After months of waiting, Tencent and Nintendo confirmed that they would be officially launching Nintendo Switch in mainland China on 10 December, 2019 just in time for the major Double 12 shopping event but with only one official game title available, New Super Mario Bros U Deluxe.
Lack of official games makes this a bold move
The console will launch with a demo version of the title pre-loaded onto the device, but a full digital version of the game will cost RMB 299, or around $42. Both companies confirmed that two more Nintendo titles – Mario Kart 8 Deluxe and Super Mario Odyssey – would be arriving in the coming weeks, and likely in time for Chinese New Year at the end of January 2020, again priced at RMB 299. This pricing is less than grey market import games, so is likely to catch the eye of consumers that may have been thinking about buying an import Switch.
Launching into the market with one official game is a bold move, and perhaps it would have been wiser to wait a few weeks to add more approved games to the roster. However, both companies will be aware that the Chinese Switch can play grey market import software, and with a cross-section of top games not needing online gaming support, there are other bits of software that early adopters can dig into.
Tencent and Nintendo announced that there would be 10-20 official games released for the Switch by the end of 2020. First-party games going through localisation and being prepared for the market include Mario Tennis Aces, Super Mario Party, Kirby Star Allies, Yoshi's Crafted World, Pokémon Let's Go! Pikachu / Pokémon Let's Go! Eevee and The Legend of Zelda: Breath of The Wild. Tencent and Nintendo showed off a list of third-party developers and publishers supporting the Switch in China, which illustrated the broadening support the platform has in the market. Ubisoft also confirmed that its China-developed title Rabbids: Adventure Party would be a Chinese Switch exclusive.
Hardware pricing is in line with international markets; online pre-orders reach 50,000
There was no exact date of when the cheaper Nintendo Switch Lite would be introduced to the market although Tencent confirmed it was being prepared, but the flagship model will be priced at RMB 2,099 (around $300), putting it on a similar level to international pricing and the price of Switch consoles that have been imported from other Asian markets.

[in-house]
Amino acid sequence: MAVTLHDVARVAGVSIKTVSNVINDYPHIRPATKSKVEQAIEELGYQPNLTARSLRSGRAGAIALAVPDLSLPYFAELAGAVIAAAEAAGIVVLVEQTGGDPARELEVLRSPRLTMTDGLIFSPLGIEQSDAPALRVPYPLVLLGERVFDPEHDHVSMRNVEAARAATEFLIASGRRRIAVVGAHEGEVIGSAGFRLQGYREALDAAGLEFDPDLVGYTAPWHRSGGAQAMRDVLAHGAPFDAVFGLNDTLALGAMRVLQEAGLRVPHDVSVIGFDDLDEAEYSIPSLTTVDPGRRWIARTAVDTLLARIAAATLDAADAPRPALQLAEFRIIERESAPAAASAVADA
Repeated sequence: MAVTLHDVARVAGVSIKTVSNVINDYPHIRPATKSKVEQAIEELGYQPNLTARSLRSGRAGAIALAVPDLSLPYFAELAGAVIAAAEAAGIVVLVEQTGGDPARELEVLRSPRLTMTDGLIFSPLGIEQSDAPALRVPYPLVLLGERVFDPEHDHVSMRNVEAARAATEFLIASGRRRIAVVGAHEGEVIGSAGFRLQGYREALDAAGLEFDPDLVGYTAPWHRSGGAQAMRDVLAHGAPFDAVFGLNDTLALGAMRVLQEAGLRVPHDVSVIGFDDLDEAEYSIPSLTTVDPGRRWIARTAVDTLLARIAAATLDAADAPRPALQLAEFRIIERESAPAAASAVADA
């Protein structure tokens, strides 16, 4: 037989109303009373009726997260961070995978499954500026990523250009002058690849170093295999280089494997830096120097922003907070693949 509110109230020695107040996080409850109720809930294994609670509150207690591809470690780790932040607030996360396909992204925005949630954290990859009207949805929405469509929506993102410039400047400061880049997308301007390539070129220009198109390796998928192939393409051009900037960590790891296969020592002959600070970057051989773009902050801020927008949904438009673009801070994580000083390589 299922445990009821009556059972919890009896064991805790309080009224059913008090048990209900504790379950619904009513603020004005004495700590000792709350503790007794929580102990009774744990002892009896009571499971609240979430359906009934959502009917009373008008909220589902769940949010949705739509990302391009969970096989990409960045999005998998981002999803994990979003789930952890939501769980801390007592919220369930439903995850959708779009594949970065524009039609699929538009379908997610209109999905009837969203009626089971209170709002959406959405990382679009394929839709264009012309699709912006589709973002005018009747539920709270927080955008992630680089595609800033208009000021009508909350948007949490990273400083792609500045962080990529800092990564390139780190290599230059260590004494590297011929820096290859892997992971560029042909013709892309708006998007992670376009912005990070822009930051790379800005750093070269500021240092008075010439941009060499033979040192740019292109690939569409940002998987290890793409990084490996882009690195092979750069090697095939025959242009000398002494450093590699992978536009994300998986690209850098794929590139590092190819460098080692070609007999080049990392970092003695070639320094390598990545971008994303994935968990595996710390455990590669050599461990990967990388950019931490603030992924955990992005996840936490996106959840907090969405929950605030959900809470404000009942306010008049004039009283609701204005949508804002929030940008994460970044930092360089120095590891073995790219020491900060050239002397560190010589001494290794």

On announcing the launch, Tencent immediately kicked off pre-orders for the Switch through major online retailers JD.com and Tmall. As of 12 hours after the announcement, pre-orders via Tmall where a RMB 100 was required (~$14) were at 4,800 and via JD.com they stood at 45,000 with no upfront deposit.
IHS Markit Technology expects sell-through of around 100,000 units by the end of 2019, but quite a lot will depend on how much marketing is done by Tencent and the promotional activity around the Double 12 shopping event that happens every year on 12th December. For a detailed view of our forecast for official Switch console sales in mainland China please log in to the service.
Nintendo is right to be cautious about the impact of a China launch on global sales of the Switch
The official console market in mainland China is underdeveloped and only a small part of overall spending on games in the market, the vast majority of which takes place across mobile and PC games. This entrenched market dynamic will not change with the launch of the Switch and Nintendo is rightly cautious about the sales potential for its console in the world’s biggest games market.
Microsoft and Sony have both struggled to make an impact in a market where free-to-play content and smartphones are the growth engine behind the market, a indication of the challenge that Nintendo faces. Additionally, there is already a healthy grey market for Switch hardware and games in China, which undermines the sales potential of the official console even with some key advantages on offer: local online gaming infrastructure, localised content, and 12-month warranty.
Nintendo is arguably better positioned than both Microsoft and Sony
While sales forecast caution is advisable, it should also be acknowledged that Nintendo is arguably better positioned than either Microsoft or Sony as it enters the market. Nintendo IP is well recognized in China with franchises like Mario and Pokémon being very popular. While Microsoft and Sony have both struggled to push through some of their major games for approval for release in China, it is likely that Nintendo’s games will have an easier route through the system due to their content.
Other positive factors to take into consideration are the features and hybrid form factor of the Switch. We expect the handheld use case of the device and the upcoming launch of Switch Lite in the territory to appeal to a broader audience than traditional TV consoles.
Lastly, Nintendo’s joint venture with the world’s biggest game company Tencent is a key competitive advantage. The strength and diversity of Tencent’s capabilities in terms of cloud services, online gaming, game development, content distribution and user acquisition are unparalleled in the Chinese market.